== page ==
In my work, I have seen pain in its most myriad forms. Many people didn’t realise the commonalities of pain in our physical, emotional and mental existence. From my point of view, they all share a common ground, and it is resolving this common ground that we release the pain. The source of most pain is stress, and it is stressful because it matters to us and it has meaning for us.
“When we feel pain, it is a moment for us to pause and slow down. We need to start asking ourselves what message this pain is sending us.”
Emotional and Mental Pain. When I meet a client who is in huge emotional turmoil, wrecked with negative thoughts and beliefs about self, I see a client who is on the brink of being burnt out by stress. This stress probably lies in something that has importance to the client, because we won’t give others or something the power to influence us if they don’t matter. In a relationship breakdown, it is probably the trust that was promised; in depression, it is probably someone or something did not move the way we wanted and the anger got turned inwards, followed by dejection; in anxiety, it is probably the similar lack of control but the energy got directed into a flight state. In most cases, what I am really curious about when someone is suffering psychologically is knowing what matters for them in this process. Then really questioning, should it still matter at this point or should we let go? Or how is the best way for us to value this meaning in a more functional manner?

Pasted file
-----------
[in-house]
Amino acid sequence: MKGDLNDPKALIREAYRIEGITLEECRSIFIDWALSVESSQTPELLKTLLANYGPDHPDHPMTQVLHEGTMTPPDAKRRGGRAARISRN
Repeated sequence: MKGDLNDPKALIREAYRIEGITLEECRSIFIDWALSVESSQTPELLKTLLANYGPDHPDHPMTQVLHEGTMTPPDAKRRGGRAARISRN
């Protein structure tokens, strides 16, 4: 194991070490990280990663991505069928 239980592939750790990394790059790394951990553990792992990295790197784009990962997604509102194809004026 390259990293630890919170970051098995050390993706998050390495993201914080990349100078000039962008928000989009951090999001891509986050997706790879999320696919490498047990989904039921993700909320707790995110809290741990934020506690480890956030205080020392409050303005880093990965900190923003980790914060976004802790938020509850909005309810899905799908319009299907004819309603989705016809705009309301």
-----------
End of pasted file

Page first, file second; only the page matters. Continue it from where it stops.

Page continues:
Physical Pain. For the context of this discussion, this physical pain refers to those stemming from voluntary actions, not mishaps or accidents. In my neuromuscular therapy work, clients coming in with physical strains and sprains usually demonstrates commitment to some form of activity they need or want to do. I tell them “if we have to eradicate pain for the long-term, what do you think this current pain would tell you?”. And they would reply along the lines of taking more rest and having varied movements and stretches throughout the day. Physical pain is a signal the body use to tell us that we have exhausted the body, only because we are doing something that is somehow meaningful for us. But, now it is inflamed and overused, and unsustainable for the long-term. The challenge right here is balance: being conscious of the status of our body and going about our lives and work.
When we feel pain, it is a moment for us to pause and slow down. We need to start asking ourselves what message this pain is sending us. It is only with this reflection can we begin to understand the structure of this pain experience and take effective steps to move past them. Physical and psychological pains are experienced very differently, but they all share a message that tells us what we are doing now is not working. Something needs to change, otherwise the pain will only get more acute or chronic.
Original writings by The Realist, inspired by encounters in professional work in life coaching, physical therapy and PhD research.